Many buyer's agents charge fees on a commission basis. What this means for buyers is that the more they pay for their property purchase, the higher their fee will be to their buyer's agent.
I have often wondered - as you might - whether this approach is fitting for a buyer's agent service. You see, a buyer's agent service is very different to a traditional sales agent in many ways.
A sales agent should be incentivised to get the HIGHEST price for their vendor, whereas the buyer's agent should be motivated to get the LOWEST price for their buyer. A buyer's agent's fee structure ought to reflect this incentive, in the same way that a sales agent's fee structure reflects their incentive.
A sales agent provides an outcome; a buyer's agent provides a service.
To explain further, a sales agent is engaged to sell the home. For most people, the decision to sell is final, and the only variant that may alter a vendor's final decision to sell is the sales price. Assuming the vendor is realistic about the market and the likely sales price and that they are motivated to sell, a sale is a reasonably foreseeable outcome. In this sense, the sales agent provides an outcome, provided the vendor is motivated to sell and has a realistic expectation of the likely sales price.
However, the same cannot be said of a buyer's agent service, which I argue is not a provision of an outcome, but rather, the provision of a service. The service is the time and frustration that is saved, the research and advice provided, the knowledge and experience that is used, the negotiations and the legwork. The final decision to buy is not always going to flow from the work that the buyer's agent has provided, for many reasons:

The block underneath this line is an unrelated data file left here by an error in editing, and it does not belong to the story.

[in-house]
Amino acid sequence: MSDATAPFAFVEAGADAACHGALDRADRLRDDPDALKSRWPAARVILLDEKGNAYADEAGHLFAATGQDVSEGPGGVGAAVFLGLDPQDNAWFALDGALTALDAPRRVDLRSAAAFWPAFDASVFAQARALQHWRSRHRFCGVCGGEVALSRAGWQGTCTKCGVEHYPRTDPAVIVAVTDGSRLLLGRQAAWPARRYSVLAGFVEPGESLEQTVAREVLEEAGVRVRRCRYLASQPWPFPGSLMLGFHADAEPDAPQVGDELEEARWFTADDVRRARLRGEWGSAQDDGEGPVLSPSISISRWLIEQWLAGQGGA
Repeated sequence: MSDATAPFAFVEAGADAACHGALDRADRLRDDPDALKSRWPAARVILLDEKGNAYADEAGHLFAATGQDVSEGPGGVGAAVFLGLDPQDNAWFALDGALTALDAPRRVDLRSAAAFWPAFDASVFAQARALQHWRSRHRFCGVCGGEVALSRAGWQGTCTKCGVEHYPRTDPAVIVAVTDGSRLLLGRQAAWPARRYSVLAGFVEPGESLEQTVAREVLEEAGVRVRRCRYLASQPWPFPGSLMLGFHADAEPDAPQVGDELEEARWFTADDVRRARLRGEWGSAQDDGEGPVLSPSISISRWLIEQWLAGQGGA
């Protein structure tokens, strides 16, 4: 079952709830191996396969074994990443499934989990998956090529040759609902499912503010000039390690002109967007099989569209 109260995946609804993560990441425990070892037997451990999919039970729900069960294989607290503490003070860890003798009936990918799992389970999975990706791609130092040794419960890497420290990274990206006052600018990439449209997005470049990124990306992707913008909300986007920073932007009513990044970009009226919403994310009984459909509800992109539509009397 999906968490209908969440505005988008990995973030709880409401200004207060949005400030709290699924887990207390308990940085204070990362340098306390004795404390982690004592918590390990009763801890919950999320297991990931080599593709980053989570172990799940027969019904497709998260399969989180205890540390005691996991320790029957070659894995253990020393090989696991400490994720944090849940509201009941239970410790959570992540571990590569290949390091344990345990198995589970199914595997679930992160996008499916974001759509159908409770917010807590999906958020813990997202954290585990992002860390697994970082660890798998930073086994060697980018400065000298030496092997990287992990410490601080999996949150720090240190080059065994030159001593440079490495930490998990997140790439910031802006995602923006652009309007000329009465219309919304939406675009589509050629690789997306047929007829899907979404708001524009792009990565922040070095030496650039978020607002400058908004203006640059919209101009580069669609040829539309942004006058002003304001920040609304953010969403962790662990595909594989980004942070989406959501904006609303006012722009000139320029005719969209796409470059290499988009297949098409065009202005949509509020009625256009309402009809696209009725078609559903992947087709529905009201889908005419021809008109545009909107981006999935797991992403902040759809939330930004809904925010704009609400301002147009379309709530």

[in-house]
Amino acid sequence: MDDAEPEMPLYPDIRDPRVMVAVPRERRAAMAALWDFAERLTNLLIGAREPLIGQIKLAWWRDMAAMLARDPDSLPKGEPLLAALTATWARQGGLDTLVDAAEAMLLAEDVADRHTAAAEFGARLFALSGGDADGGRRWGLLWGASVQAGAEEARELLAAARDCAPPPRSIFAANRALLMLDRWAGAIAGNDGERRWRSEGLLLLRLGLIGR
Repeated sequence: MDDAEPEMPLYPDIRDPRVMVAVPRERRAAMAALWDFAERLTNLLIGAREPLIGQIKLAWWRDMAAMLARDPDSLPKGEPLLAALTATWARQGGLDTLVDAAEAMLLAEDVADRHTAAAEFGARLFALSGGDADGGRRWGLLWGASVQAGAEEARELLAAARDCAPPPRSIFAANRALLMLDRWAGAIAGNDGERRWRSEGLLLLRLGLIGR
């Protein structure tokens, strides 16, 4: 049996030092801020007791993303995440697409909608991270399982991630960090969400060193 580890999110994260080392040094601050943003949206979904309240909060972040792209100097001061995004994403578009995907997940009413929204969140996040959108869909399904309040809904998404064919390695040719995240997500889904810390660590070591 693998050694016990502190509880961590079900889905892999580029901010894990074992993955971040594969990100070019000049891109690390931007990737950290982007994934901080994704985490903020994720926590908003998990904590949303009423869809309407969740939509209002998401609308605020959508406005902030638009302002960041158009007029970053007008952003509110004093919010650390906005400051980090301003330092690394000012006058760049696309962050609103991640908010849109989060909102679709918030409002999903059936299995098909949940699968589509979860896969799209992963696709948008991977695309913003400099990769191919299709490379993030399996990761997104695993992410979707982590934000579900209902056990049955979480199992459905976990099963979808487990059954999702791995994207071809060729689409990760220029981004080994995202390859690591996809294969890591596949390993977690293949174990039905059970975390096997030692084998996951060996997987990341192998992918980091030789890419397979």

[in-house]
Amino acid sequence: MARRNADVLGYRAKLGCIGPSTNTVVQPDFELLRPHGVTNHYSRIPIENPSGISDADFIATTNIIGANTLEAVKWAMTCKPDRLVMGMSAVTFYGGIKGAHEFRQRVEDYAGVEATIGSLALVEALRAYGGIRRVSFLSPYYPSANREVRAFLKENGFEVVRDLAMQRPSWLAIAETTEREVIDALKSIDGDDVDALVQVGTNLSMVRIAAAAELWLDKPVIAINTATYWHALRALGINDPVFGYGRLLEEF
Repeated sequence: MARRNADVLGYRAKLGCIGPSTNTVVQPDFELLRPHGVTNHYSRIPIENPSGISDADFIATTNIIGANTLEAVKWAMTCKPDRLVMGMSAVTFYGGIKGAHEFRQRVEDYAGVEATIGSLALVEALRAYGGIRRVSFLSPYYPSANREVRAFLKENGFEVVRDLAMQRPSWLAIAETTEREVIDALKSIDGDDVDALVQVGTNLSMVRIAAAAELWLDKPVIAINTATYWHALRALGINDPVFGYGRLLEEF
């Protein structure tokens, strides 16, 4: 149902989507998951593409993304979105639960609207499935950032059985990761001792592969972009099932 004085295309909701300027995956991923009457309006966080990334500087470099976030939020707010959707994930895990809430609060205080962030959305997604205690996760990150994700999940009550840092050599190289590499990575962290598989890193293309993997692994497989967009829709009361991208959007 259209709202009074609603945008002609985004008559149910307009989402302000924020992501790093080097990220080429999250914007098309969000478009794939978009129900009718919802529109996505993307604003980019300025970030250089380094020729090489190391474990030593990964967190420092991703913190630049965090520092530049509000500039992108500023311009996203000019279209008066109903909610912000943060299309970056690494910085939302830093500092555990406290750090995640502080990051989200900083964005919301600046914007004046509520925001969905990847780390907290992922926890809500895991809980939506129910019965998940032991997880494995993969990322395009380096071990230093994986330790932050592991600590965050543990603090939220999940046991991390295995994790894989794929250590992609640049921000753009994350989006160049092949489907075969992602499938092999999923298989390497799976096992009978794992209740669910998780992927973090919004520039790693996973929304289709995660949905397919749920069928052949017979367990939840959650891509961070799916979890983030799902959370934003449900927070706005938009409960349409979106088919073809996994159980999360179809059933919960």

- Many people who are moving have another alternative (renting) in the event that a suitable new home cannot be found.
- Securing the right home for someone at the right price is not always a given, because we cannot control what other buyers may be willing to pay for the home that is of most interest to the buyer's agent's client.
- A standard buyer's agent agreement runs for 6 months. In 6 months, life happens, and sometimes this means that people decide they will not buy. This decision may happen 5 months into the agency agreement and after considerable work has been undertaken by the agent. While an outcome (purchase) has not been achieved, the service has none-the-less been provided: time has been saved, research and advice has been provided, negotiations have been had, experience has been used, and the legwork has been provided.
Therefore, while the buyer's agent may present many suitable homes to the buyer, the final outcome (the purchase of the home) can never be guaranteed because other buyers may always be willing to pay more (than what the buyer's agent's client wants to pay / than what the property is worth etc), and buyers may decide not to buy after all. The buyer's agent's role is to protect the buyer from over-paying and from buying a "dud", so in the case of another buyer entering who is willing to pay more than what the property is worth, or in pointing out that the property of interest has many flaws, the buyer's agent has actually done the right thing by their client if they don't continue to recommend the property. Now, if this means that no purchase occurs, the service has still been provided. If a buyer's agent was only ever paid on commission for a result, you can appreciate that buyer's agents would be ensuring that all of their clients purchase (regardless of purchase price or the health of the property) - just to ensure that the buyer's agent is rewarded for their efforts.
Fixed fees for Buyer's Agents
Fixed fees work better for both the buyer and their agent. The buyer can be reassured that the agent is not incentivised to have their client pay more than necessary for their property. The buyer knows up-front what the fee will be and when it is due. The buyer's agent can potentially offer lower fees as the fee is based on the number of hours estimated to complete the service, and all service hours are paid. Most of all, the buyer knows that their agent has absolutely no incentive to recommend a dud or an inflated home, in order to be rewarded for their efforts.
Melissa Maimann is a licenced Buyer's Agent in Sydney. She assists home owners and investors alike with an affordable service that empowers you to make smart purchase decisions. Melissa's service is fast, efficient and accurate. If you need a hand with your next purchase, don't hesitate to make contact.